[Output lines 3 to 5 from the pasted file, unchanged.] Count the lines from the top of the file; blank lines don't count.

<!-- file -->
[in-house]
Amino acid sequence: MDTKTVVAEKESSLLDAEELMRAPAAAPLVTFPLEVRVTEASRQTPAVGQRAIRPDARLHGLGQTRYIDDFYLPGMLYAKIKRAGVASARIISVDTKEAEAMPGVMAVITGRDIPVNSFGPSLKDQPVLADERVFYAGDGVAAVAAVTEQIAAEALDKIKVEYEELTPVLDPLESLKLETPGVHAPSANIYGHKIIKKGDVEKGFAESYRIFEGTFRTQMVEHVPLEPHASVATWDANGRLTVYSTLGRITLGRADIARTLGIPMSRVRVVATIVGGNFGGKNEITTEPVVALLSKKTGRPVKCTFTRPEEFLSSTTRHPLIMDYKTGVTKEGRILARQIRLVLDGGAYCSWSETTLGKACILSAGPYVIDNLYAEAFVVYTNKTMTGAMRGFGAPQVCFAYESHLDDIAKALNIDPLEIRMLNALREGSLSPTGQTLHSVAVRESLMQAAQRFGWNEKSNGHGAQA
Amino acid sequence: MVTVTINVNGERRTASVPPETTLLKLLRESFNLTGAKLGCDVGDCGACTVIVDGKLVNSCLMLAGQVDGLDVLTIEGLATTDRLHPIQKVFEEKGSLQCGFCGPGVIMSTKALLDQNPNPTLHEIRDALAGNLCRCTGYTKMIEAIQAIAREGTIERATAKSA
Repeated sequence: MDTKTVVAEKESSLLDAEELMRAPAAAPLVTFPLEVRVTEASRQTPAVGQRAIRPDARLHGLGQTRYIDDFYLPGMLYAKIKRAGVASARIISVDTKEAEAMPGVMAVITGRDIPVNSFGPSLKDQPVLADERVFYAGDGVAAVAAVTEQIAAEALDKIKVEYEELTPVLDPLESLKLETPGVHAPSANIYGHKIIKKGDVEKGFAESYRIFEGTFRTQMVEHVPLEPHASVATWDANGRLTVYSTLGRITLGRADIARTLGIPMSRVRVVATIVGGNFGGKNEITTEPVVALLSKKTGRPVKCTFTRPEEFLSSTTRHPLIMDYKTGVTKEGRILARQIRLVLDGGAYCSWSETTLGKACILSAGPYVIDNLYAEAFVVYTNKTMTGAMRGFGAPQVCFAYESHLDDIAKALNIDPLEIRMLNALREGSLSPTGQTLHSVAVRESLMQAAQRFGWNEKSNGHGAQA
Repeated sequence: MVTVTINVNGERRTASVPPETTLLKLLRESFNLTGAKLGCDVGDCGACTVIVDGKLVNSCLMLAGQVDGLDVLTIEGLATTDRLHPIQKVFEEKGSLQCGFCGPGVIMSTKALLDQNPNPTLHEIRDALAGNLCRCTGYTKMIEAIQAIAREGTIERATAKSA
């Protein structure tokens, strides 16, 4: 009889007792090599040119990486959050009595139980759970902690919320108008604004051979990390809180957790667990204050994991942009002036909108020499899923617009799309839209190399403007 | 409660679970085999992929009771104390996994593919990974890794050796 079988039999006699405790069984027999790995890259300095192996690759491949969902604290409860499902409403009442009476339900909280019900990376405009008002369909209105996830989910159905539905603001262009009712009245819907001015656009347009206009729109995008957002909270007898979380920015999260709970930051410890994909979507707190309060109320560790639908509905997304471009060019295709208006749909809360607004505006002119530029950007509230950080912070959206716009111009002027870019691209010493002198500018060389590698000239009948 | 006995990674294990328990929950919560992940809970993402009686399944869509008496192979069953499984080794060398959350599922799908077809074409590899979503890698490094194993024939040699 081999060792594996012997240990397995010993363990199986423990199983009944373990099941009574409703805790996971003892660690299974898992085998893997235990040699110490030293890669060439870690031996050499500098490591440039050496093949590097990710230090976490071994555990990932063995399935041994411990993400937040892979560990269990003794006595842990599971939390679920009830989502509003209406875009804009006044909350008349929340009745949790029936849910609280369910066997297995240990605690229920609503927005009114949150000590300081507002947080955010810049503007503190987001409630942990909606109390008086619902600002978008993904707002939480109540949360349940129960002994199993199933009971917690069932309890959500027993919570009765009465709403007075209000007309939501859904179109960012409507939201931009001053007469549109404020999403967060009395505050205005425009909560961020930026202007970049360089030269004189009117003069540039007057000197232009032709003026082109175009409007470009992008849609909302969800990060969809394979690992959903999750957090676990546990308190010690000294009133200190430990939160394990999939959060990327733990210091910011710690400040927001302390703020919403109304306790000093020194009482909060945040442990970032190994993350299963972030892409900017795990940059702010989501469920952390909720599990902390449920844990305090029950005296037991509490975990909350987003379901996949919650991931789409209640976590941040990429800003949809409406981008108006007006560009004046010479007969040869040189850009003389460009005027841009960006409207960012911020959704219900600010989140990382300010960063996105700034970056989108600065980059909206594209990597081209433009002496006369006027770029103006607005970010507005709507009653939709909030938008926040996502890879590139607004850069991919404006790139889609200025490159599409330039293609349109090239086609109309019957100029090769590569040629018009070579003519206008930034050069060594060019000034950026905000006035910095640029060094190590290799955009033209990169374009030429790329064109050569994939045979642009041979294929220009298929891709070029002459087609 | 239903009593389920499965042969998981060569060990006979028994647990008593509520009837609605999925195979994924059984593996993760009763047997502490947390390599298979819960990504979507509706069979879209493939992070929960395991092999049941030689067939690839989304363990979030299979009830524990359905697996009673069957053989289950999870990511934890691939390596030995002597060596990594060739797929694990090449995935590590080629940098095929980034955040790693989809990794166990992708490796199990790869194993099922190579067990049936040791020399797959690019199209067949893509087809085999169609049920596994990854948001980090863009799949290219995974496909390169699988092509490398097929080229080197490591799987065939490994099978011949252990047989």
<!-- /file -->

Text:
Amino acid sequence: MVTVTINVNGERRTASVPPETTLLKLLRESFNLTGAKLGCDVGDCGACTVIVDGKLVNSCLMLAGQVDGLDVLTIEGLATTDRLHPIQKVFEEKGSLQCGFCGPGVIMSTKALLDQNPNPTLHEIRDALAGNLCRCTGYTKMIEAIQAIAREGTIERATAKSA
Repeated sequence: MDTKTVVAEKESSLLDAEELMRAPAAAPLVTFPLEVRVTEASRQTPAVGQRAIRPDARLHGLGQTRYIDDFYLPGMLYAKIKRAGVASARIISVDTKEAEAMPGVMAVITGRDIPVNSFGPSLKDQPVLADERVFYAGDGVAAVAAVTEQIAAEALDKIKVEYEELTPVLDPLESLKLETPGVHAPSANIYGHKIIKKGDVEKGFAESYRIFEGTFRTQMVEHVPLEPHASVATWDANGRLTVYSTLGRITLGRADIARTLGIPMSRVRVVATIVGGNFGGKNEITTEPVVALLSKKTGRPVKCTFTRPEEFLSSTTRHPLIMDYKTGVTKEGRILARQIRLVLDGGAYCSWSETTLGKACILSAGPYVIDNLYAEAFVVYTNKTMTGAMRGFGAPQVCFAYESHLDDIAKALNIDPLEIRMLNALREGSLSPTGQTLHSVAVRESLMQAAQRFGWNEKSNGHGAQA
Repeated sequence: MVTVTINVNGERRTASVPPETTLLKLLRESFNLTGAKLGCDVGDCGACTVIVDGKLVNSCLMLAGQVDGLDVLTIEGLATTDRLHPIQKVFEEKGSLQCGFCGPGVIMSTKALLDQNPNPTLHEIRDALAGNLCRCTGYTKMIEAIQAIAREGTIERATAKSA